For centuries, human beings have smoked. Be it nicotine, marijuana, opium, or cocaine, our species has been purposefully inhaling toxins to get high. Despite the risks that come, smokers have always been looking for ways to evolve their habits, including the new practice of vaping.
Originally seen as a somewhat healthier alternative to smoking regular cigarettes, vaping and electronic cigarettes have boomed in the market since 2003. Now, nearly 17 years later, people are dying as a result of these vapors and their related illnesses.
According to the Centers for Disease Control and Prevention, at least 26 people have died with another 1,100 reported sick. These outbreaks have caused governments throughout the country to go so far as to issue total bans on all vaping products. With partial bans set to be implemented both here in Oregon and nationally, it should be made clear why people keep dying and getting sick, and why the call for a ban might not be helping.
The push to ban electronic cigarettes (the “pens” people smoke from) is controversial in spite of concerns about smoking increasing. A 2018 survey conducted by the National Institutes of Health found that 37.3% of all high school seniors reported that they vaped. This rate rose nearly 10% from the following year, as 20% of students said they were solely nicotine vapers. High-schoolers aren’t just smoking nicotine, as some are making a switch to pot. These reports from the NIH found roughly 13% of twelfth graders had moved onto marijuana. It’s not just older teens taking up the habit, but younger ones as well. With a wide variety of flavored vapor and easy to use (and easy to hide) vape pens, some middle-schoolers have joined in with nearly 11% of eighth graders confessing to using.
However, not everyone who vapes is a developing child. Researchers for the Annals of Internal Medicine, found that in 2018 that “roughly 10.8 million American adults are currently using e-cigarettes” with more than half of them under the age of 35. Those most likely to vape are coincidentally college-aged adults in their 20s, people who are unemployed, regular cigarette smokers, and those who identify as LGBT.
As more-and-more young people start to vape, some of our country’s leaders are attempting to curb these rates dramatically. Following the recent string of U.S. deaths and illnesses, the Oregon Health Authority announced two Oregonians had lost their lives with another eight ill. With this in mind, Oregon is set to join the growing list of states hoping to do something about the crisis. Gov. Kate Brown recently issued an Executive Order temporarily banning all flavored products in the state.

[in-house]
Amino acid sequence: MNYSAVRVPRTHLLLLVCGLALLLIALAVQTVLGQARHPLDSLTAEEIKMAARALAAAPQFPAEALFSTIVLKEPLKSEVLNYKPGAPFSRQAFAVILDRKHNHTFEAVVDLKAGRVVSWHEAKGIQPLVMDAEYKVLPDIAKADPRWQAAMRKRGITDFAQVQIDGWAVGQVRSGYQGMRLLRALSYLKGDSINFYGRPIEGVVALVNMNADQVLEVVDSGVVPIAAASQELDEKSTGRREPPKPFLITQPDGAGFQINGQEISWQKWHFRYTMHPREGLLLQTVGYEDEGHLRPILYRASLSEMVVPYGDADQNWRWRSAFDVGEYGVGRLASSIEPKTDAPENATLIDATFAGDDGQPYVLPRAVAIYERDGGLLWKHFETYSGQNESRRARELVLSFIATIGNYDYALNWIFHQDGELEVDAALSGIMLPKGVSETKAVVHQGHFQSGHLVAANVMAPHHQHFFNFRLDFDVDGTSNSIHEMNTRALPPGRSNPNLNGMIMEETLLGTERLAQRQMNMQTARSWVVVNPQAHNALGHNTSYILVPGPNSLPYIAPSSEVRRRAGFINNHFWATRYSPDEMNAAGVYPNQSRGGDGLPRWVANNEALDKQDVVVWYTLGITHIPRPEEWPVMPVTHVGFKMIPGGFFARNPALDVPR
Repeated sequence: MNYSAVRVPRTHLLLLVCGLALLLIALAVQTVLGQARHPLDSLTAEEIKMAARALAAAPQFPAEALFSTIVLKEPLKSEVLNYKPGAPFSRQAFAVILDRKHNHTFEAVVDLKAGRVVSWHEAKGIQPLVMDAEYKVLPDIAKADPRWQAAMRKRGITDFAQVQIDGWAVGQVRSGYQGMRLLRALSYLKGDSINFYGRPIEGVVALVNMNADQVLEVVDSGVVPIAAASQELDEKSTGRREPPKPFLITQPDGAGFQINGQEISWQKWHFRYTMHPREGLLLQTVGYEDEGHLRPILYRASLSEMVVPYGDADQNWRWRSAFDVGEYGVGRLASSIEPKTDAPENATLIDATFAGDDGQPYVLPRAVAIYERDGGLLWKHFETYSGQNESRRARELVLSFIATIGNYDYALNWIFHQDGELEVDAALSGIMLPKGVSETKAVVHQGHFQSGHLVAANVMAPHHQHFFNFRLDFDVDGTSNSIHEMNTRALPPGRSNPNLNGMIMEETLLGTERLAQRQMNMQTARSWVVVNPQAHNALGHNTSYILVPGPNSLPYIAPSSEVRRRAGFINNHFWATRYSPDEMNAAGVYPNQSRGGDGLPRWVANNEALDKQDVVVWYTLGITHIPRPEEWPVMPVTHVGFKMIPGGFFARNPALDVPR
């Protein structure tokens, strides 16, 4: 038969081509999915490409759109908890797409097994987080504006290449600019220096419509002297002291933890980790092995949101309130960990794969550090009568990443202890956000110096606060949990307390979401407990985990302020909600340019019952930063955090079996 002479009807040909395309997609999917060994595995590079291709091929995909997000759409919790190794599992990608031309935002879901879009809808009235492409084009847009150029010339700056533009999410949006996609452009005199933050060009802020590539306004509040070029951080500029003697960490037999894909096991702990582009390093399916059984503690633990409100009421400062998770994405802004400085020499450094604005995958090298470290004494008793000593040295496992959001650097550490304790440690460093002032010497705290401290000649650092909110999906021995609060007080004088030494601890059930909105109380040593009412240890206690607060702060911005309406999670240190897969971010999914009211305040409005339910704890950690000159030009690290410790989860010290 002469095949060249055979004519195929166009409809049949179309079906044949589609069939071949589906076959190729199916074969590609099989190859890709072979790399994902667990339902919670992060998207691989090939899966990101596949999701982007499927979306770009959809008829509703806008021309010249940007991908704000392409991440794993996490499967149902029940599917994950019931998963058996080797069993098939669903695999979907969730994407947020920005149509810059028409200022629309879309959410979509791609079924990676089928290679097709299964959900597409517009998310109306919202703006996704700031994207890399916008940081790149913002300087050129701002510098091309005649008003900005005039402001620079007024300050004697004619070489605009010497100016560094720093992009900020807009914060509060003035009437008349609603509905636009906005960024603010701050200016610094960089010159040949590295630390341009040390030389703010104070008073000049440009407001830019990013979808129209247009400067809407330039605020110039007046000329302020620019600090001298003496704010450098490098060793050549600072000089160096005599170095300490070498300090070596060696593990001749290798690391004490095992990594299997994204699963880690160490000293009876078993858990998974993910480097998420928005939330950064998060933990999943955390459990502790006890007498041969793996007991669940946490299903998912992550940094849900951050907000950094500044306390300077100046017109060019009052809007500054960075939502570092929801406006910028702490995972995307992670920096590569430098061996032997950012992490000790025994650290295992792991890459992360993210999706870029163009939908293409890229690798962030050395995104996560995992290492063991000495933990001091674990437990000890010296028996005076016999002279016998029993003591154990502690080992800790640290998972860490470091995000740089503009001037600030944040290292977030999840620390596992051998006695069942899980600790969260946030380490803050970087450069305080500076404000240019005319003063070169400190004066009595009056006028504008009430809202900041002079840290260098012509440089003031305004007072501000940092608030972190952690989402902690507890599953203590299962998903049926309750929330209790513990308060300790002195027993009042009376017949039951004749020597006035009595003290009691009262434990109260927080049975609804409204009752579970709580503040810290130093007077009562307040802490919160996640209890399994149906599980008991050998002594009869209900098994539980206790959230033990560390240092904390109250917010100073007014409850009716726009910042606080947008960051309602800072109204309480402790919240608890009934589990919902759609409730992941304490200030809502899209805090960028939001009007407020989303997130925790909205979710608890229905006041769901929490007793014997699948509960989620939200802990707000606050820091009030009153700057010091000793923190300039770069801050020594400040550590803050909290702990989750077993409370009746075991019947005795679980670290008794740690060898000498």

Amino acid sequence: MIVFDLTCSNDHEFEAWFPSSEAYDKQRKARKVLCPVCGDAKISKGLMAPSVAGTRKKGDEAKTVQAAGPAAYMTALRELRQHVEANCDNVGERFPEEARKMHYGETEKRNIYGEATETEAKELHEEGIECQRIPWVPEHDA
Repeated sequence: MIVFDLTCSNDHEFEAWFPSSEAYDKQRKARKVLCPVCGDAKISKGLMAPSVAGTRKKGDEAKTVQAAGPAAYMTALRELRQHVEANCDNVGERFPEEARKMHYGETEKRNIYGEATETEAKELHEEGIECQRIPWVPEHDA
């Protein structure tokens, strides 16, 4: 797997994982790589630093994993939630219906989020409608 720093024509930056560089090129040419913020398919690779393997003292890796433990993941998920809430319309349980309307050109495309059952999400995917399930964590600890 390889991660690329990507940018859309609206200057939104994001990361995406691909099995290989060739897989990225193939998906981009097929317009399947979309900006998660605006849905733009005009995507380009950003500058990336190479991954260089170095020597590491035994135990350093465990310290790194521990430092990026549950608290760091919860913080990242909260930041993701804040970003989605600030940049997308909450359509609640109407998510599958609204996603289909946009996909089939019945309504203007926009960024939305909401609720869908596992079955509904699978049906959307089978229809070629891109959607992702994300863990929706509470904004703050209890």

The signed order outlined a ban that would last six months and took effect yesterday. The order calls for “agencies to disclose ingredients in products, develop better warning labels and the start of a public health initiative to discourage vaping.” In signing her order, Brown said, “(her) first priority is to safeguard the health of all Oregonians.” The string of deaths leave it clear there is an issue happening with vaping, but the issue might not be what Brown and others think it is.
The CDC announced that of the illnesses reported in the United States so far, more than three quarters of them were a result of vaping products containing THC (the active ingredient in marijuana). While it remains unknown which chemicals or specific products are causing these lung injuries, reports focusing on patients from Illinois and Wisconsin found that cartridges “prefilled” with THC were the cause of most injuries. As laws in these states vary, with marijuana being legal in Illinois but not Wisconsin, many patients noted that instead of smoking regulated, safely-made vapor that could be bought from a smoke shop, they obtained their products from “informal” sources (such as from a dealer or a friend).
With bans on vape set to be enacted across the country, the possibility remains that more people will be pushed back to smoking traditional cigarettes.